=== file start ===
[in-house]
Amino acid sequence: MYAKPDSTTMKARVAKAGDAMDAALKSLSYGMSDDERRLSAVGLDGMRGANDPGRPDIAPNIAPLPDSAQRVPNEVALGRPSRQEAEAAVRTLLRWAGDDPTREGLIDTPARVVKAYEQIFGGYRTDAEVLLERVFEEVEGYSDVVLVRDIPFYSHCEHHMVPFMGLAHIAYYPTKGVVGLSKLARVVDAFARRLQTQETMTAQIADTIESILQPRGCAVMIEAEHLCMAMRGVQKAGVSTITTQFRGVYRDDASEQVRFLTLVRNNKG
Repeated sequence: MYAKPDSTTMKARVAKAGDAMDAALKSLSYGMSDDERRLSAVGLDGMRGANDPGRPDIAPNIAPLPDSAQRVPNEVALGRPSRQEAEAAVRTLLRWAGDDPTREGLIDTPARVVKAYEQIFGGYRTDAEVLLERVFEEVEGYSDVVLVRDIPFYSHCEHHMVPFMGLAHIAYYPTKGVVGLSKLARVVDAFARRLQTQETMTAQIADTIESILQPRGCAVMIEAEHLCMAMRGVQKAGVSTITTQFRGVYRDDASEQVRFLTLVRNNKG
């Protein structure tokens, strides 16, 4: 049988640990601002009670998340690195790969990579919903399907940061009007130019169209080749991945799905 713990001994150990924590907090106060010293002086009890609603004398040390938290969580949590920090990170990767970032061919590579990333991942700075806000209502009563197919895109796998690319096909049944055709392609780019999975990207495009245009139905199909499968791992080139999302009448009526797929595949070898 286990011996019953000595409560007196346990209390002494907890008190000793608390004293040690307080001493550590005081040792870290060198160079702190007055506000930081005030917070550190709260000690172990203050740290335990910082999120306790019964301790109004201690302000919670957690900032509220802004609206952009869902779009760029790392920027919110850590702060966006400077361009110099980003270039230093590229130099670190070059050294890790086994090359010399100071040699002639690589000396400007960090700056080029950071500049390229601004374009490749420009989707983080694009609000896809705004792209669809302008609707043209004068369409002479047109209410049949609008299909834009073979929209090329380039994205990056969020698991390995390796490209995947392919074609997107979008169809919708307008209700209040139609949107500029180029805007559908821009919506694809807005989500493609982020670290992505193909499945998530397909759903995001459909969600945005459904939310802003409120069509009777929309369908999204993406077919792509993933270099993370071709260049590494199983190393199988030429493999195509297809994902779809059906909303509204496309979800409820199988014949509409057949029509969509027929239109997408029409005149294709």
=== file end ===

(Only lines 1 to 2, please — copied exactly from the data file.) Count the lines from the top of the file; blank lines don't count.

[in-house]
Amino acid sequence: MYAKPDSTTMKARVAKAGDAMDAALKSLSYGMSDDERRLSAVGLDGMRGANDPGRPDIAPNIAPLPDSAQRVPNEVALGRPSRQEAEAAVRTLLRWAGDDPTREGLIDTPARVVKAYEQIFGGYRTDAEVLLERVFEEVEGYSDVVLVRDIPFYSHCEHHMVPFMGLAHIAYYPTKGVVGLSKLARVVDAFARRLQTQETMTAQIADTIESILQPRGCAVMIEAEHLCMAMRGVQKAGVSTITTQFRGVYRDDASEQVRFLTLVRNNKG